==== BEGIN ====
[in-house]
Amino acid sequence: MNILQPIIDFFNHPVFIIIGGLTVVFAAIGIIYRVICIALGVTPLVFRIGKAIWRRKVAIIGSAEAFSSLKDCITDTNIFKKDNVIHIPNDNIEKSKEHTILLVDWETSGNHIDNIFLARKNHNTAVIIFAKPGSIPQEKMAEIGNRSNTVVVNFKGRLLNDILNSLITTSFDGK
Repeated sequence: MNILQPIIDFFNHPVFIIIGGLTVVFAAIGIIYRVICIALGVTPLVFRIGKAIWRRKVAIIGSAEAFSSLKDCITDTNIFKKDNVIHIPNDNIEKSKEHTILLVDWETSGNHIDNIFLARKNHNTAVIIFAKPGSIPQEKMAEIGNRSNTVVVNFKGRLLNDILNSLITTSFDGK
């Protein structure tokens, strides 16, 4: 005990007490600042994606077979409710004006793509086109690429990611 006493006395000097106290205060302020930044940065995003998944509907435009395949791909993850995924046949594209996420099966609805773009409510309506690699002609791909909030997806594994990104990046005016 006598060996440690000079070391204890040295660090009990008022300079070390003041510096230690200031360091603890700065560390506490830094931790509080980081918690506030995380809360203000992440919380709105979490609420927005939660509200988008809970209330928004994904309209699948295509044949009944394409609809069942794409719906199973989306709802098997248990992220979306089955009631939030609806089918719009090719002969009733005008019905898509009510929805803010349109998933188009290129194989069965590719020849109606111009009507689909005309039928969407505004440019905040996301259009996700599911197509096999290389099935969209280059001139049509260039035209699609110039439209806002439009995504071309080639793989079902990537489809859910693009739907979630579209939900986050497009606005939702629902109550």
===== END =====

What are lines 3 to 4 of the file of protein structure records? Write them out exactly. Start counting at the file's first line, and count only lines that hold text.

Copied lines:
Repeated sequence: MNILQPIIDFFNHPVFIIIGGLTVVFAAIGIIYRVICIALGVTPLVFRIGKAIWRRKVAIIGSAEAFSSLKDCITDTNIFKKDNVIHIPNDNIEKSKEHTILLVDWETSGNHIDNIFLARKNHNTAVIIFAKPGSIPQEKMAEIGNRSNTVVVNFKGRLLNDILNSLITTSFDGK
């Protein structure tokens, strides 16, 4: 005990007490600042994606077979409710004006793509086109690429990611 006493006395000097106290205060302020930044940065995003998944509907435009395949791909993850995924046949594209996420099966609805773009409510309506690699002609791909909030997806594994990104990046005016 006598060996440690000079070391204890040295660090009990008022300079070390003041510096230690200031360091603890700065560390506490830094931790509080980081918690506030995380809360203000992440919380709105979490609420927005939660509200988008809970209330928004994904309209699948295509044949009944394409609809069942794409719906199973989306709802098997248990992220979306089955009631939030609806089918719009090719002969009733005008019905898509009510929805803010349109998933188009290129194989069965590719020849109606111009009507689909005309039928969407505004440019905040996301259009996700599911197509096999290389099935969209280059001139049509260039035209699609110039439209806002439009995504071309080639793989079902990537489809859910693009739907979630579209939900986050497009606005939702629902109550």